Richard Ritenbaugh, acknowledging that we live in a changing, uncertain world, reminds us that human nature dislikes and resists change. The blatantly evil changes brought about by secular progressive legislation and federal judges declaring that sin is ri. . .
Joe Baity, reflecting on the unsettling news events today, in which the sinister New World Order begins to assume control, events forecast in the Olivet Prophecy become articles in the newspapers, reminds us that Satan has been planning the seeds of disqui. . .
In Part One, we considered how fear, when combined with unbelief, can turn us aside from following our Savior Jesus Christ and endanger our chance to be included among God's firstfruits. ...
In this message on overcoming anxiety and fear of the future, Richard Ritenbaugh suggests that since September 11, anxiety, fear, depression, and panic disorders have increased dramatically in America, characterized by feelings of loss of control, and hope. . .
Joseph Baity focuses on a prophecy in Micah 7:2-6 describing a culture of corruption and distrust, ignored by watchmen and prophets, a prophecy of the end-time we are experiencing today, a time of economic disparity and emotional turbulence, a time when so. . .
In the turbulent and uncertain times ahead, we will need extraordinary fortitude and courage. Trials can improving perseverance or active endurance.
Trials are a means to produce spiritual growth, unless we resort to super-righteousness, straining to please God by exalting our works.
The world has little or no idea what true peace is or how it is achieved. Yet we can produce godly peace even in the midst of turmoil—and we must.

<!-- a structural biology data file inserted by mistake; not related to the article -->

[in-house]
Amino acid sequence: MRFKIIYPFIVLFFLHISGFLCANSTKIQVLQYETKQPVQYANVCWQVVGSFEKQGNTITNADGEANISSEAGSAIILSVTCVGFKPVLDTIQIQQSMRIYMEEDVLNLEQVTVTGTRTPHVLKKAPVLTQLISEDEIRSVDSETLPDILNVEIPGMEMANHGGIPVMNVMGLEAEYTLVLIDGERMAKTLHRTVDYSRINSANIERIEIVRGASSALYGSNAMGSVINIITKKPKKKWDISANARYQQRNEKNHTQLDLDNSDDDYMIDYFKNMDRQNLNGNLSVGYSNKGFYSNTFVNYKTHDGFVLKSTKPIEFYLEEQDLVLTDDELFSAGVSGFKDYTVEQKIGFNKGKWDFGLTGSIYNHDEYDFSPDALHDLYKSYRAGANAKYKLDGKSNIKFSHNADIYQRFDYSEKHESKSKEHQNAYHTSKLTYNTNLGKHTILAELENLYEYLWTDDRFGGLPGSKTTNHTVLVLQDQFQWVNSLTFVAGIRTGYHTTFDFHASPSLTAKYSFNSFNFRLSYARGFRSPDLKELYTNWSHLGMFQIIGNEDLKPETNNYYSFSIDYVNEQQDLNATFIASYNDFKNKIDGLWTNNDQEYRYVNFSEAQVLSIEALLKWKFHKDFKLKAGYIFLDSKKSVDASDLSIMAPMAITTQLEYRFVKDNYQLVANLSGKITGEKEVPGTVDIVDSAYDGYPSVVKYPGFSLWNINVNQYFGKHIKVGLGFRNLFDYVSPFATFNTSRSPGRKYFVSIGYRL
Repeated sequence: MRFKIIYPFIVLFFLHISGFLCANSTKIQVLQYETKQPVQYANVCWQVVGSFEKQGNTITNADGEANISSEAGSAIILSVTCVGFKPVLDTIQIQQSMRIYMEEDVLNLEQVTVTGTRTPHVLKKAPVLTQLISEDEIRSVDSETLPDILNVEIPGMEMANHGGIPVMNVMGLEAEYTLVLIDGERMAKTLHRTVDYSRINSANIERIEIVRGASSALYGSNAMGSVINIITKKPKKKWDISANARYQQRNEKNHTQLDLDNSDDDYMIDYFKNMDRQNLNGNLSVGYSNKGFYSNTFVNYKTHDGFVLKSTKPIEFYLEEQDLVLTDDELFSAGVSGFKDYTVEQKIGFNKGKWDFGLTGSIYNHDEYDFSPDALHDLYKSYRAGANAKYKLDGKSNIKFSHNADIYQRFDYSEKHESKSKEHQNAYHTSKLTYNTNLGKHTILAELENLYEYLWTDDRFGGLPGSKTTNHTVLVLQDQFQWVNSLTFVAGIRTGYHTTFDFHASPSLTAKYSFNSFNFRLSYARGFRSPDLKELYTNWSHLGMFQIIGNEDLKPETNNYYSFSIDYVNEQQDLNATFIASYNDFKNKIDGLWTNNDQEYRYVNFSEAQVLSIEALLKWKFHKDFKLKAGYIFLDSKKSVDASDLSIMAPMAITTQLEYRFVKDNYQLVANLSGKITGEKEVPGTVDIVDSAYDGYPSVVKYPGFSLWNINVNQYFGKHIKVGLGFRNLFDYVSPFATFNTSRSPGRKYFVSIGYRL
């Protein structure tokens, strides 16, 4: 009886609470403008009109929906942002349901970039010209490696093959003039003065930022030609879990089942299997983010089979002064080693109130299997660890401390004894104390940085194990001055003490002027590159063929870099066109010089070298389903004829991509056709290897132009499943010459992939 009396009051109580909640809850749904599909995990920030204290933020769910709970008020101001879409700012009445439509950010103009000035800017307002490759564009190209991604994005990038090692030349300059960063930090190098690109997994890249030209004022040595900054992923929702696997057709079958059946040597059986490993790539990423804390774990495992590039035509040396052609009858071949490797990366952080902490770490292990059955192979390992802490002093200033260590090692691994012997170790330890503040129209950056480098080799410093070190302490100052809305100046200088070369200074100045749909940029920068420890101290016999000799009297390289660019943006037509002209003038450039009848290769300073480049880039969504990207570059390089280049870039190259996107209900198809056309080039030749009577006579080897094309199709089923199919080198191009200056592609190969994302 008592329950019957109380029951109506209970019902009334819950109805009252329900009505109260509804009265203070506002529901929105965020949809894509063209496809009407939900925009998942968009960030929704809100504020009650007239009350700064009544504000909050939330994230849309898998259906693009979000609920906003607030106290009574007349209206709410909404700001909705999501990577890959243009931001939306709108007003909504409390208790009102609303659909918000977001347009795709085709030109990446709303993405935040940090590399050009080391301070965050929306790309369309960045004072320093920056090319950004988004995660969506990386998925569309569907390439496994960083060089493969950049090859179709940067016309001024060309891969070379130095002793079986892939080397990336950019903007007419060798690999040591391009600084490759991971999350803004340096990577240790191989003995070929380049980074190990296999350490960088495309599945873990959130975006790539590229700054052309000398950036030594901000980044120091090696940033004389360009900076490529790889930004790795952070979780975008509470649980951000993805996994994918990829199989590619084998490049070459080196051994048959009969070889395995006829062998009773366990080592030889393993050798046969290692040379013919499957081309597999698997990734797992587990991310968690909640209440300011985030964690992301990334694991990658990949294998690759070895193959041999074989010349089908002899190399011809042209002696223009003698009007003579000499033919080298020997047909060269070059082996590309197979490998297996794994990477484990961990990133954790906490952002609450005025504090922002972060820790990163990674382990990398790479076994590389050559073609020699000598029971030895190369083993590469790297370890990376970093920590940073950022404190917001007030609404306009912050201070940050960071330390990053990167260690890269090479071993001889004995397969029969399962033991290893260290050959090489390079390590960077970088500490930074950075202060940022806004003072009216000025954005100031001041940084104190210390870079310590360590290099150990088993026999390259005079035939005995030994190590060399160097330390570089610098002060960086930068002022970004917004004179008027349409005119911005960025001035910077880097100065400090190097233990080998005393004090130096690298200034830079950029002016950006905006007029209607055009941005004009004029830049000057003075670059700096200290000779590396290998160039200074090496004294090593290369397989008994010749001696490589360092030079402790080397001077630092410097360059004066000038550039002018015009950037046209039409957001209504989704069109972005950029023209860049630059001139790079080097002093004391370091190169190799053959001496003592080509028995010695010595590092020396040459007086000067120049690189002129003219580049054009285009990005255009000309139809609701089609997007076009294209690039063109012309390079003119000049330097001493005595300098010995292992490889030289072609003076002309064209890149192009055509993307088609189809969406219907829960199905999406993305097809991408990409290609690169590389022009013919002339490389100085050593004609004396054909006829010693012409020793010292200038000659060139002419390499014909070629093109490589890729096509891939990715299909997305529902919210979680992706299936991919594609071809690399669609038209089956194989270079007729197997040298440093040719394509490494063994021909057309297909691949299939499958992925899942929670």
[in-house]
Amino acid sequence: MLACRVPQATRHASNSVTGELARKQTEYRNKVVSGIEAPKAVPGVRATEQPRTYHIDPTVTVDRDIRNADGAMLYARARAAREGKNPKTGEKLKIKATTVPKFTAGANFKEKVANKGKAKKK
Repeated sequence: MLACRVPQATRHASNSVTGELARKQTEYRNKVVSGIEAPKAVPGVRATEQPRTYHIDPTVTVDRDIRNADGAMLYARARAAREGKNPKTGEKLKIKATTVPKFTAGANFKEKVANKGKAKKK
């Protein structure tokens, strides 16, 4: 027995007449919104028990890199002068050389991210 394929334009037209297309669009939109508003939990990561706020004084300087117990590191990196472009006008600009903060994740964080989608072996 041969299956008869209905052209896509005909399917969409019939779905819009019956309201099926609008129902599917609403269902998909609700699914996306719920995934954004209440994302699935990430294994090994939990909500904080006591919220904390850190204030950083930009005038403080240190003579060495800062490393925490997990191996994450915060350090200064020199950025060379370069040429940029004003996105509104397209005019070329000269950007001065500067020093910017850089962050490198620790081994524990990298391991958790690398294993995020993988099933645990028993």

Hard trials are not punishments from God for unrighteousness but tests of faith in which He is intimately involved to prepare us for the world to come.
Richard Ritenbaugh continues his exposé of artistic and spiritual resistance, an analogy derived from Stephen Pressfield's The War of Art, a manual designed to overcome artistic resistance and many forms of self-sabotage. The core of self-sabotage is our c. . .
John Ritenbaugh suggests that the people everywhere seem frazzled, distressed, and terrified as a dark, evil, sinister force seems to be engulfing the world. The continued angst from dealing with this continual pathogenic zeitgeist threatens to render all . . .
John Ritenbaugh, reflecting on the unpleasant prospect of overhearing hurtful gossip about us from someone we have trusted, observes that, in all likelihood, our tongue has been just as detrimental against someone who may have trusted us. What goes around . . .
Without God's Spirit, mankind is guided by another spirit, leading to destructive consequences, made all the more menacing by increased technological capabilities.
Martin Collins, reminding us that Daniel had received wisdom, influence, and health from God, also points out that God placed Daniel in a position of greater influence after He exposed Him to greater danger. God is sovereign over our lives in every circums. . .
John Ritenbaugh, focusing upon the promise of rest alluded to in Hebrews 4:9, emphasizes the need to endure, persevere, overcoming doubts and unbelief—something many of our forebears (described in Hebrews 3 and 4) did not successfully attain. When we. . .
In this lead-off sermon of the 1999 Feast of Tabernacles, John Ritenbaugh draws an instructive though disturbing parallel between the warning given to Belshazzar and the warning given to the greater church of God. A major contributory cause in the splittin. . .
John Ritenbaugh, reiterating that the entire world is under the sway of Satan the devil (I John 5:19, Revelation 12:9, Ephesians 2:1-3), warns us to analyze and evaluate everything that enters our minds from the contaminated, mendacious media sources, medi. . .
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